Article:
Brazil must hurry up and pass a
package of new laws if the 2014 World Cup is to go ahead, FIFA Secretary General Jerome Valcke told the country's Congress on
Tuesday, adding there was "not a day to lose."
"Either we do [the World Cup] together or we will never manage
it," said Valcke, pointing out that Brazil had first been asked
to pass the legislation in 2007 when it was awarded the right to
host the tournament.
Brazil's Congress must agree to implement a number of
special rules in the so-called World Cup law, covering matters
ranging from the price of tickets to penalties for selling
pirate merchandise and the sale of alcohol in stadiums.
Some of these over-ride local laws, which has stirred up
nationalistic sentiment in a country intensely proud of its
football tradition and its recent economic progress.
Some Congressmen have already dug in their heels,
threatening to delay the bill's approval and adding to concerns
over Brazil's lagging preparations for the global showpiece.
Former Brazil striker Romario, himself now a Congressman, is
one of the most outspoken critics, saying the law would trample
on the country's sovereignty.
Valcke said Brazil was aware of FIFA's conditions when it
signed up to host the tournament and said similar requirements
were made of recent hosts including Germany in 2006 and South
Africa in 2010.
"We haven't changed a word of what was accepted and what was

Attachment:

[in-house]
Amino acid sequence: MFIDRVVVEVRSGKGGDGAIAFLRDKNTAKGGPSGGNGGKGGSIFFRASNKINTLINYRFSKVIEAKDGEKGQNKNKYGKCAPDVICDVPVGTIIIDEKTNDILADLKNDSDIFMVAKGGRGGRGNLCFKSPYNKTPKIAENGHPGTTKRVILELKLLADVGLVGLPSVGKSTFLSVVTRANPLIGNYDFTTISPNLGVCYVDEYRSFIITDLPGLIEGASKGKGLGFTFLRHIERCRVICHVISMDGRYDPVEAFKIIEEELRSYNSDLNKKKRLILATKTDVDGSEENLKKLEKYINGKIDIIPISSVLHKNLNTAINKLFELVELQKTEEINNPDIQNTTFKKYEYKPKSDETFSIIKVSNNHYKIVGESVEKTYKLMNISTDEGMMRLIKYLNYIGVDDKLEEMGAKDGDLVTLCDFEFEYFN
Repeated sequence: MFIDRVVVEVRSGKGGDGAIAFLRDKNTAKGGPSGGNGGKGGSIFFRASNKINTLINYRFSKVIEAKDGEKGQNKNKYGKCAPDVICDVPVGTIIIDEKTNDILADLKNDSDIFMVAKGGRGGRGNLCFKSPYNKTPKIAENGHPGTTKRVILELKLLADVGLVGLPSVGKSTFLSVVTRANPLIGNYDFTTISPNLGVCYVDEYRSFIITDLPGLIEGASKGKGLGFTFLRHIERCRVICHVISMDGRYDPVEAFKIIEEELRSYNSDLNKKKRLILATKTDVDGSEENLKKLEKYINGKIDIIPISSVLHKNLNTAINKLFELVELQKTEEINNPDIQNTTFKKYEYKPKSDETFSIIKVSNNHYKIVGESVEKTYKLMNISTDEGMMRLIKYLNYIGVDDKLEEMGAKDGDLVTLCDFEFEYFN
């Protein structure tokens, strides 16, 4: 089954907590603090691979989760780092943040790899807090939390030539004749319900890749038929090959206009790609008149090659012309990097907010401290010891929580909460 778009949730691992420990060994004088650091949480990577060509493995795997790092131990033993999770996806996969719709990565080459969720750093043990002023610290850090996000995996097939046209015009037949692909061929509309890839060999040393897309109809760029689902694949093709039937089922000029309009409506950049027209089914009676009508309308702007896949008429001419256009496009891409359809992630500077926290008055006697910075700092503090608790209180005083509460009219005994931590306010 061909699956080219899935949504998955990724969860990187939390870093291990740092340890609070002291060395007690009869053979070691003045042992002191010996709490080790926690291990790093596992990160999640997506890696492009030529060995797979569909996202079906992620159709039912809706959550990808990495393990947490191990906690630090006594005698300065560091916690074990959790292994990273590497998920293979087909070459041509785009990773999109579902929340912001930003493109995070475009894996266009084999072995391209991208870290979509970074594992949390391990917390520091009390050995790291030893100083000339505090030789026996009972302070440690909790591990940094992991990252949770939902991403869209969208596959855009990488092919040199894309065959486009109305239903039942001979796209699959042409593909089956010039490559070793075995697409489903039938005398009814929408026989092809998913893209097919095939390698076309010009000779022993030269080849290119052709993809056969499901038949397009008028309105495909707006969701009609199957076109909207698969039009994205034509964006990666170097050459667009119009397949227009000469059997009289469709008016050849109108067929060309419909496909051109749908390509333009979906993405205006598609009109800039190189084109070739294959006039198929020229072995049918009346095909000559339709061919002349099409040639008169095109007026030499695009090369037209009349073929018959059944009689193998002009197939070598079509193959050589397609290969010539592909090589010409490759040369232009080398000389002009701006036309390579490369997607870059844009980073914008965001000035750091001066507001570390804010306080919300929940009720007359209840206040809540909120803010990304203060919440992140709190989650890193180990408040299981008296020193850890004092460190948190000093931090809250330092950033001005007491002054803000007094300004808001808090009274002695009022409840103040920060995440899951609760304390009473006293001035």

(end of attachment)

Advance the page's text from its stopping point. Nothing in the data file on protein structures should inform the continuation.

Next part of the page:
asked for by FIFA in 2007 so that Brazil would host this World
Cup," Valcke told a parliamentary commission scrutinising the
40-page draft law before it is put to a plenary vote.
In one concession to Brazil's concerns, Valcke said FIFA
would offer a limited number of cut-price tickets for around $25
each after President Dilma Rousseff told him that Brazil would
not scrap half-price ticket rights for pensioners.
Those tickets would make up about 10 percent of the total.
However, he said FIFA would not back down on its demand that
alcohol be sold in stadiums during the tournament and said there
was no evidence that this had led to violent behaviour at past
Some Brazilian states ban alcohol sales in stadiums.
The law would allow only FIFA sponsors' beverages to be sold
and prohibit advertising by sponsors' competitors near stadiums.
Brazil, which is struggling to get stadiums and other vital
infrastructure in place in time for the event, has already
passed a law that exempts FIFA and its partners from taxes on
revenue they will generate.
The World Cup law had been expected to be voted on in 2011
but Brazil's sports ministry said on Tuesday it would not happen
until next year after a decision to hold up to 20 more debates
Next to Valcke was Ricardo Teixeira, the controversial head
of Brazil's football confederation and front man for its World
Cup preparations who said little during more than three hours of
Teixeira is being investigated by Brazilian police over
allegations of money laundering and fraud.
Romario has already promised to lead the struggle against
"I will battle so that FIFA doesn't create a state within
this state," he said. In separate comments to Reuters later, he
said he would oppose the law in Congress but acknowledged that
the football body was likely to get most of what it wanted.
"From what I saw today there is a big chance that 90 percent
of what they want will pass," he said.
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